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FDIC Seeks Input on Digital Asset Regulation

Corporation is the latest regulator to respond to the rapidly growing fintech market

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  • Written by  Banking Exchange staff
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FDIC Seeks Input on Digital Asset Regulation

The Federal Deposit Insurance Corporation (FDIC) has launched an information-gathering exercise as it explores how to regulate the emerging digital assets sector within the banking industry.

The FDIC is seeking input from any interested parties about the “current and potential digital asset activities” of depositary institutions such as banks.

The corporation said it recognized that there were “novel and unique considerations” around digital assets such as cryptocurrencies.

In a statement this week, it said: “Given that banks are increasingly exploring the emerging digital asset ecosystem, the FDIC is issuing this request for information to help inform its understanding of the industry’s and consumers’ interests in this area.”

“At the FDIC, we are laying the foundation for the next chapter of banking by ensuring we have a regulatory framework that allows responsible innovation to flourish,” said FDIC chair Jelena McWilliams.

“Digital assets is one area in which we have seen rapid expansion and innovation in recent years. This [information request] gives us an opportunity to gain additional insight into the market, and what role banks might play in the future.”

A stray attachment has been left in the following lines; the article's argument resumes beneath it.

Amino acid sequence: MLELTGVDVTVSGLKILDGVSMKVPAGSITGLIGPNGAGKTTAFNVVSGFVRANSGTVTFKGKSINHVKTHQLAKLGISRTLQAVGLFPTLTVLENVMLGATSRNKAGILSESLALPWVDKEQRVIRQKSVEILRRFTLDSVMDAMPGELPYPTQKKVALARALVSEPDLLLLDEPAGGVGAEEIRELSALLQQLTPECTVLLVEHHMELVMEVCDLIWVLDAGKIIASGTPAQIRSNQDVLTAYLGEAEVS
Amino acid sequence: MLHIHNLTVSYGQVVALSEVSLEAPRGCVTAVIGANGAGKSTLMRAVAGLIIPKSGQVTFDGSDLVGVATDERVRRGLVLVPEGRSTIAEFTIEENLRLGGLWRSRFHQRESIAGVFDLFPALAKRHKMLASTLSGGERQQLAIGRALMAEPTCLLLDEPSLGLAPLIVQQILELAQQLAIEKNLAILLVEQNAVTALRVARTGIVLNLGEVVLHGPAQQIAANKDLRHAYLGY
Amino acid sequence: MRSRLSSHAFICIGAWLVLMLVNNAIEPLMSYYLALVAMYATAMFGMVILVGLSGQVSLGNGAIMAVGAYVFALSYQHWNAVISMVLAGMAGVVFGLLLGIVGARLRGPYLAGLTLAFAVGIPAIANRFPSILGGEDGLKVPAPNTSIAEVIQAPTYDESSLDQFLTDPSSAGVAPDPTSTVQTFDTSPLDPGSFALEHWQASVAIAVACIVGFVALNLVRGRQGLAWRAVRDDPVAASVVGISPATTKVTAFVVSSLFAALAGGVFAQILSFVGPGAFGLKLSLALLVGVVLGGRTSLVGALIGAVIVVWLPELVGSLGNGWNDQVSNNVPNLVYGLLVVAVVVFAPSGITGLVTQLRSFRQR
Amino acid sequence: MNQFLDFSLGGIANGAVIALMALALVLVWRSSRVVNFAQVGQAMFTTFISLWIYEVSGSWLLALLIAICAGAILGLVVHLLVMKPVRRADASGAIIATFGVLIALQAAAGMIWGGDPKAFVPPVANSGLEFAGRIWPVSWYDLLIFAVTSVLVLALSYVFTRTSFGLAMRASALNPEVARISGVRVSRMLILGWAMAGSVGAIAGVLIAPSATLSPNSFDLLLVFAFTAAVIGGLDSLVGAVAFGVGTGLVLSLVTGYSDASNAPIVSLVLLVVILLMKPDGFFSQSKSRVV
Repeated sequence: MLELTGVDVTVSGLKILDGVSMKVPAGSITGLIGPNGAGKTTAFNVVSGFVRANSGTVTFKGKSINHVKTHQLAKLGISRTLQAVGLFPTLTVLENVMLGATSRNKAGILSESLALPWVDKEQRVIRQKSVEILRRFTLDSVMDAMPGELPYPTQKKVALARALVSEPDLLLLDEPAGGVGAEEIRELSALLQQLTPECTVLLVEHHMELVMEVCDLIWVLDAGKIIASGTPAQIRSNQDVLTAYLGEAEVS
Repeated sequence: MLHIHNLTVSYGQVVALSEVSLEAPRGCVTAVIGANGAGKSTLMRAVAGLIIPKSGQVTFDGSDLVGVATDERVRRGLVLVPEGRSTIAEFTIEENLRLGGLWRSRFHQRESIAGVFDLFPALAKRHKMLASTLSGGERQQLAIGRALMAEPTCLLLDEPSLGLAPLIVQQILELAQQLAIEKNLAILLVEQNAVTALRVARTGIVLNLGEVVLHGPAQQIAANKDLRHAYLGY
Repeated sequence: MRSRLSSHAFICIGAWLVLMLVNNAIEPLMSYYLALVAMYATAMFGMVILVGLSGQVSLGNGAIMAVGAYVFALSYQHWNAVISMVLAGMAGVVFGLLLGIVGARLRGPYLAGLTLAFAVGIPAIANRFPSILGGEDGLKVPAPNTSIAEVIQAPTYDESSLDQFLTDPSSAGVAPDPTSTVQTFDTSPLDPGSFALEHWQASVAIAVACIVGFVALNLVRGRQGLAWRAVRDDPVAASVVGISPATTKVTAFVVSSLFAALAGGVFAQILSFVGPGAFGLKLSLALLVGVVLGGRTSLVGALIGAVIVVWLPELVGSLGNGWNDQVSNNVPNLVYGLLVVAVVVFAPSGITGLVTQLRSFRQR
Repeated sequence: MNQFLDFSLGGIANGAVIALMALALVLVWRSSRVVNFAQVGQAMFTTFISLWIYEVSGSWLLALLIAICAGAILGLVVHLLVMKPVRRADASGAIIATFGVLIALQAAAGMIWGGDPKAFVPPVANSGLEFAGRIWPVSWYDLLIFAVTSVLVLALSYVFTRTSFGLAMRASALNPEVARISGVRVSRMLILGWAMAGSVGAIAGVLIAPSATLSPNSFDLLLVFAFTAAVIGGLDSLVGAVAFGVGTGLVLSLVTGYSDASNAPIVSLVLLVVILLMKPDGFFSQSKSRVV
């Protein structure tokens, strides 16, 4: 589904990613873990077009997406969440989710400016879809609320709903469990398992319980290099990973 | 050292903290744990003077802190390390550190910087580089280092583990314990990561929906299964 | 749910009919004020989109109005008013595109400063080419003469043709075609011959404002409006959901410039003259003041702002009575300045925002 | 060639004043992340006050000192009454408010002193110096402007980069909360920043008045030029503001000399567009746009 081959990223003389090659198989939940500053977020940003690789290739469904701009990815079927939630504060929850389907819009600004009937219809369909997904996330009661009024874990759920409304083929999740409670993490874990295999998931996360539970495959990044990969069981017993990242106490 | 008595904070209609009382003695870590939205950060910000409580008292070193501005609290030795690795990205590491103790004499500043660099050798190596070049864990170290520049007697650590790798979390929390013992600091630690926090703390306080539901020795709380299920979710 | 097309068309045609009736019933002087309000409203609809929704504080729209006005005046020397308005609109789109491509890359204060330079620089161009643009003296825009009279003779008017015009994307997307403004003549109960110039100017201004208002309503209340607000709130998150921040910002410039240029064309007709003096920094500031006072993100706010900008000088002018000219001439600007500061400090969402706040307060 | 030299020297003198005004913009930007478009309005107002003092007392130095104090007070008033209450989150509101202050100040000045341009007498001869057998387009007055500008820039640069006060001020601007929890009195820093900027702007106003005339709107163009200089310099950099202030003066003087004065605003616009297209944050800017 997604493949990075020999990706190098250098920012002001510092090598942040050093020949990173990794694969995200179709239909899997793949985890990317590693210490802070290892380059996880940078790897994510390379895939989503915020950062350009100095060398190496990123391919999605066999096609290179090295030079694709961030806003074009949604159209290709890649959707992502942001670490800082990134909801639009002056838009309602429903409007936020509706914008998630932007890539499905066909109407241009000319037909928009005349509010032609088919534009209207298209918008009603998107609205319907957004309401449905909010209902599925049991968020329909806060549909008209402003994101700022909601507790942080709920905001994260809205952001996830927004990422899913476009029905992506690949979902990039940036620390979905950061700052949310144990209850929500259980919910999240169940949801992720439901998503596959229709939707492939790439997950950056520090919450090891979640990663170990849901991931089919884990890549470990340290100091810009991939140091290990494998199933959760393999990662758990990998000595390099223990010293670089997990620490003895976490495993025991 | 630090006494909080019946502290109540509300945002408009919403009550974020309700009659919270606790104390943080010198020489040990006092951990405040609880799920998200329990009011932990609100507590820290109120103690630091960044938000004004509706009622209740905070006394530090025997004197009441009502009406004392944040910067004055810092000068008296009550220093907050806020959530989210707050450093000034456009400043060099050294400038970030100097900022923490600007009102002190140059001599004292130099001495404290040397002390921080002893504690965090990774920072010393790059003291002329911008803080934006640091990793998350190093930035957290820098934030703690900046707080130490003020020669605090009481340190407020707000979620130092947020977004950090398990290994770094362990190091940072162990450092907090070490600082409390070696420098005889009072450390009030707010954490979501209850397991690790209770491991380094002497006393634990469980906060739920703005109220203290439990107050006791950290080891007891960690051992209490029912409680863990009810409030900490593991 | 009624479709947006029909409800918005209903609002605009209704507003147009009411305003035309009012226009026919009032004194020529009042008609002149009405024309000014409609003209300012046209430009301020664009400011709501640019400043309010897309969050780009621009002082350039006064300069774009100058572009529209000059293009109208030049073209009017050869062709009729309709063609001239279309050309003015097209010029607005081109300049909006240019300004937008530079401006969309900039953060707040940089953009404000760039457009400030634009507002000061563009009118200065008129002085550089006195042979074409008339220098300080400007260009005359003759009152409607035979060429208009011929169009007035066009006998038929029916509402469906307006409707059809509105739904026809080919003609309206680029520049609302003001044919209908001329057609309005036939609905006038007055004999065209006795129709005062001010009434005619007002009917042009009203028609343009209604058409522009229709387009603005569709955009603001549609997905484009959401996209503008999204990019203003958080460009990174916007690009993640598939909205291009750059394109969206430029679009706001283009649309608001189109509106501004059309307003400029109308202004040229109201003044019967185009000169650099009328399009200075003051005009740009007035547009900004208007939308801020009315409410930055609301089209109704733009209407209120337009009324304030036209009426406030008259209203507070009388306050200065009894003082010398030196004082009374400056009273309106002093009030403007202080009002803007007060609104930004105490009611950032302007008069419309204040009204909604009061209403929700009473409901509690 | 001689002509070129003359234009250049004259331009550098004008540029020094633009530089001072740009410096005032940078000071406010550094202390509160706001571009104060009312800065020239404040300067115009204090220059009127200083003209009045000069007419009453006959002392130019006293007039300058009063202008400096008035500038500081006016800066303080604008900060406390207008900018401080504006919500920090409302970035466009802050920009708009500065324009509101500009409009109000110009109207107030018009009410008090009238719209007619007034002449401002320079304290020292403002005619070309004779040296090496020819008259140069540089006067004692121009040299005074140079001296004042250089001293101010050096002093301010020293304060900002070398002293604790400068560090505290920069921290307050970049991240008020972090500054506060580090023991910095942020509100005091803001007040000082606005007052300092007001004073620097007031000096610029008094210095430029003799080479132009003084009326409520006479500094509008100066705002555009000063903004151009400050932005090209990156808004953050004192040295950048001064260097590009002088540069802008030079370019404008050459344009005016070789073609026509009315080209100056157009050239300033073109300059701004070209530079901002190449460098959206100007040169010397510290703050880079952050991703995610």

The work comes at a time when the American Bankers Association has been calling for a review of how new banks focused on digital assets such as cryptocurrencies are operated and receive regulatory approvals.

The trade association has previously objected to the Office for the Comptroller of the Currency’s (OCC) approval of digital asset custodian Paxos for a banking charter. It argued that however, the information in Paxos’ application was “vague” and the descriptions it provided about its cryptocurrency and fiduciary activities were “not sufficient” for a trust charter.

Over the course of the past year, the OCC and other regulators have been working to adapt their approaches and rules to cater for the rapidly growing financial technology sector.

Earlier this month the Federal Reserve proposed new guidelines for granting access to its payments system, a core element the US’ banking infrastructure.

The OCC declared in July 2020 that banks should be permitted to handle cryptocurrencies such as bitcoin, and cleared banks to accept payments in digital currencies in January.

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